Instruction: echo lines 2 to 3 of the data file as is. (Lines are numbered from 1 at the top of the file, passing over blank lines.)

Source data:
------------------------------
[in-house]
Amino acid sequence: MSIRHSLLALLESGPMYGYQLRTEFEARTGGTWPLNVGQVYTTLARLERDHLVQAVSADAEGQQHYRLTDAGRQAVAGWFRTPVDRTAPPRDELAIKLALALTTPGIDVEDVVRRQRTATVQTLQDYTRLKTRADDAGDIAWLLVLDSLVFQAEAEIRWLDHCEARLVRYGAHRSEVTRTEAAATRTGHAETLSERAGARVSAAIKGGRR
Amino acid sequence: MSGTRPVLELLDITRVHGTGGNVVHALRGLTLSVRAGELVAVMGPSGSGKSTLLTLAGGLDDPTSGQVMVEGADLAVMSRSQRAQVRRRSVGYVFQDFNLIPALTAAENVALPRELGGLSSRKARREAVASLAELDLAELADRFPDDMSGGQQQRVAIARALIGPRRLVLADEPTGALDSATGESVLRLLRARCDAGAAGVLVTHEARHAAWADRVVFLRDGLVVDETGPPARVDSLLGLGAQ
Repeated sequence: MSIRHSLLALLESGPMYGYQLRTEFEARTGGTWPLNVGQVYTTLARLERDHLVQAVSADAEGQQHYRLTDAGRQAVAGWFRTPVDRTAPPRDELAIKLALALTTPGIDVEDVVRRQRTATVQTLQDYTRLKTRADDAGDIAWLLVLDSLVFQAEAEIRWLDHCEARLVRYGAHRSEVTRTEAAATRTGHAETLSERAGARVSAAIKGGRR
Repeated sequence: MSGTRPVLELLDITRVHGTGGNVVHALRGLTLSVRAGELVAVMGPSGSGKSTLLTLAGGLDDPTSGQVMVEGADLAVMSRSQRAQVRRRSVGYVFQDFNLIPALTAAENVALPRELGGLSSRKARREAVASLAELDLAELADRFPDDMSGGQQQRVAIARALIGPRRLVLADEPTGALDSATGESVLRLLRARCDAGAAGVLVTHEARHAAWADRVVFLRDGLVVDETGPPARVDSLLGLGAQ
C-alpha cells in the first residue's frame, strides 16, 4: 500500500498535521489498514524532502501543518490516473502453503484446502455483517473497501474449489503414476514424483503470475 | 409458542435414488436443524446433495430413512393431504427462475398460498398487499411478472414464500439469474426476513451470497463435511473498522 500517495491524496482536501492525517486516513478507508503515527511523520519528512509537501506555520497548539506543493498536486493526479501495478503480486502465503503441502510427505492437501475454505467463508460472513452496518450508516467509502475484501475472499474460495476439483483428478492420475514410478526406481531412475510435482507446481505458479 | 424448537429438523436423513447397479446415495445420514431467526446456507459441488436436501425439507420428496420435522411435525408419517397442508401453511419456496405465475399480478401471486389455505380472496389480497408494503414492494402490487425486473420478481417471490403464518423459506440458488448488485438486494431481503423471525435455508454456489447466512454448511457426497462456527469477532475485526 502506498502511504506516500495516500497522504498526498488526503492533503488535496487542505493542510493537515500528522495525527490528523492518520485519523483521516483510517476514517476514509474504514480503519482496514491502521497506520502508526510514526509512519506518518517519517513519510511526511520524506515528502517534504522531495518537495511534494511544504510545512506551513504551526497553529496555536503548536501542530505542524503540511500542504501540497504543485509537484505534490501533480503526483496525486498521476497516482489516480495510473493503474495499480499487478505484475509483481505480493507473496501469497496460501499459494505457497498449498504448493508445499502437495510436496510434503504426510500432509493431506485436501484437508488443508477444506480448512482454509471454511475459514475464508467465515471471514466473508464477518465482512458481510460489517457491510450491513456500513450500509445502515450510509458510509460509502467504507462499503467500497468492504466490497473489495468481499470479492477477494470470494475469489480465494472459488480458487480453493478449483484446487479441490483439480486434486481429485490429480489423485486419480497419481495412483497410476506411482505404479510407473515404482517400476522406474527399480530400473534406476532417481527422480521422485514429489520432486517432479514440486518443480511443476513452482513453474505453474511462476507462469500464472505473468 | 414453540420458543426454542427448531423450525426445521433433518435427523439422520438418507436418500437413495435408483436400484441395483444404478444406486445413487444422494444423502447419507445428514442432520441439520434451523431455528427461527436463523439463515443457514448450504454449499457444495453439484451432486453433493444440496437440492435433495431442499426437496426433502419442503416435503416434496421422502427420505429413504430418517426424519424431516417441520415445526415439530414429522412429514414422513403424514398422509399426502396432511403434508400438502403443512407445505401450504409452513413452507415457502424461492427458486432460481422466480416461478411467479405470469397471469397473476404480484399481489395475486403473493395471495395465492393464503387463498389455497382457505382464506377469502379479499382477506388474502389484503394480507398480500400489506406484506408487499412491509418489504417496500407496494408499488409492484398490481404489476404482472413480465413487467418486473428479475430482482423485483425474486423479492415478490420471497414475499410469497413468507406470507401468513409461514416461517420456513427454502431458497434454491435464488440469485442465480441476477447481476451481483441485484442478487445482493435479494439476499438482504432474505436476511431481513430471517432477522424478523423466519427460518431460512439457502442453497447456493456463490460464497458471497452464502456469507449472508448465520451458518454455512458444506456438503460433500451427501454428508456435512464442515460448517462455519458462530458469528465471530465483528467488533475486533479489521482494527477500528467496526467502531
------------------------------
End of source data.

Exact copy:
Amino acid sequence: MSIRHSLLALLESGPMYGYQLRTEFEARTGGTWPLNVGQVYTTLARLERDHLVQAVSADAEGQQHYRLTDAGRQAVAGWFRTPVDRTAPPRDELAIKLALALTTPGIDVEDVVRRQRTATVQTLQDYTRLKTRADDAGDIAWLLVLDSLVFQAEAEIRWLDHCEARLVRYGAHRSEVTRTEAAATRTGHAETLSERAGARVSAAIKGGRR
Amino acid sequence: MSGTRPVLELLDITRVHGTGGNVVHALRGLTLSVRAGELVAVMGPSGSGKSTLLTLAGGLDDPTSGQVMVEGADLAVMSRSQRAQVRRRSVGYVFQDFNLIPALTAAENVALPRELGGLSSRKARREAVASLAELDLAELADRFPDDMSGGQQQRVAIARALIGPRRLVLADEPTGALDSATGESVLRLLRARCDAGAAGVLVTHEARHAAWADRVVFLRDGLVVDETGPPARVDSLLGLGAQ